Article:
PS 84-29
Cannibalistic behavior during early larval development of the noctuid moth Hadena ectypa

Friday, August 14, 2015
Exhibit Hall, Baltimore Convention Center
Juannan Zhou, Department of Biology, University of Maryland-College Park, College Park, MD
Michele R. Dudash, Department of Biology, University of Maryland-College Park
Charles B. Fenster, Biology and Microbiology, South Dakota State University, Brookings, SD

Hadena ectypa is a noctuid moth that occurs throughout the eastern part of the United States. H. ectypa is the obligate pollinating seed predator of its host plant, Silene stellata (Caryophyllaceae), as H. ectypa females both pollinate and oviposit within flowers of S. stellata. The Silene-Hadena interaction has recently emerged as a model system for studying plant-insect interaction dynamics and the evolution of mutualism. Here we studied the frequency of cannibalism between larvae of H. ectypa during the first three instars and examined how synchrony with the host plant S. stellata affects the oviposition behavior of female H. ectypa and whether cannibalism between siblings occurs at equal frequencies as between non-siblings. In summer of 2011 and 2012, we recorded oviposition activity of H. ectypa as well as flowering phenology of S. stellata. We carried out a total of 42 cannibalistic trials. Each trial was consisted of one S. stellata flower and two H. ectypa eggs that were siblings or nonsiblings. Frequencies of cannibalism between the two treatment levels were tested using Pearson’s Chi-square test.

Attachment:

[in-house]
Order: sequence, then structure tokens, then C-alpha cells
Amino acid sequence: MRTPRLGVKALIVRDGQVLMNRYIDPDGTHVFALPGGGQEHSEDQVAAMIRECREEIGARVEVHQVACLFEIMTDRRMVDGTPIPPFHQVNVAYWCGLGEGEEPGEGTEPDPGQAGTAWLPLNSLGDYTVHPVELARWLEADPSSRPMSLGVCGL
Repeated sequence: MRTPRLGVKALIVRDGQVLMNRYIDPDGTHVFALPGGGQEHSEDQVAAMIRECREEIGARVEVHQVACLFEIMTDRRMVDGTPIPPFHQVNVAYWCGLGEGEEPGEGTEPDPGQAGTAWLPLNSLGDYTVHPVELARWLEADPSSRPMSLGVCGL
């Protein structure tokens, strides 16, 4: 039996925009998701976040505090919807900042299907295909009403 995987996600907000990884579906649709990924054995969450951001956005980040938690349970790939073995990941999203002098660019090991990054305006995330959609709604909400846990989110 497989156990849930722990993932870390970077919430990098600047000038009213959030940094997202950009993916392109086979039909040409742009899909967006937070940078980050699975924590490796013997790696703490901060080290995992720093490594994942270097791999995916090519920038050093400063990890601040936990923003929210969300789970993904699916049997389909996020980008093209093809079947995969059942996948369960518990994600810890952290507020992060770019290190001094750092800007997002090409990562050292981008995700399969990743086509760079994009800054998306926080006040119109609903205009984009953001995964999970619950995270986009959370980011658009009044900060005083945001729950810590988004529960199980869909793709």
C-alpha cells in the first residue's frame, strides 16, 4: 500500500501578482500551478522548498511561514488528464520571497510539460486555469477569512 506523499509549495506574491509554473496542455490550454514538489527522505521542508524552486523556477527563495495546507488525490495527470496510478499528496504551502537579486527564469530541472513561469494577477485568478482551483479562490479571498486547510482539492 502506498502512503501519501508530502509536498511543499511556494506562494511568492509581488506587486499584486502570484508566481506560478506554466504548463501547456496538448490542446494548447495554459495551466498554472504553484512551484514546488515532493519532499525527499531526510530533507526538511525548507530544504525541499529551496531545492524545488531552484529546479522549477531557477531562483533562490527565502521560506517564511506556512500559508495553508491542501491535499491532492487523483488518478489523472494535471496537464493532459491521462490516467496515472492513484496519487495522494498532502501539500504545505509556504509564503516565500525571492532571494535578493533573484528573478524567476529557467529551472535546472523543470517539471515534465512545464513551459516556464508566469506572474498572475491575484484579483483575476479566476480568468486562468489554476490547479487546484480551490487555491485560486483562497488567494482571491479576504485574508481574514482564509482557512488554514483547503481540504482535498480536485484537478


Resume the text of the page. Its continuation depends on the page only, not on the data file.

Frequency of cannibalism was 70.83 percent between nonsiblings and 77.78 percent between siblings (total frequency=73.81 percent). Chi-square test showed no significant difference between the two treatment levels (Chi-square=0.023, p-value=0.88). In both years, we observed highest adult activity of H. ectypa in early flowering season of the host plant when flower density was relatively low. The low density of flowers and high density of adult moths resulted in the clustering of eggs oviposited by different females within the same flowers. Furthermore, female moths were more likely to oviposit in egg masses in early flowering season, therefore increasing the chance of cannibalism between siblings. The high frequency of cannibalism is most likely due to severe competition for limited food resource, since all larvae must complete the first three instars within the flower where they hatched. Hadena larvae usually cause strong damage to host plant through fruigivory. Therefore, cannibalism between young larvae of H. ectypa provides a mechanism for regulating population density and could potentially contribute to the stability of the Silene-Hadena interaction.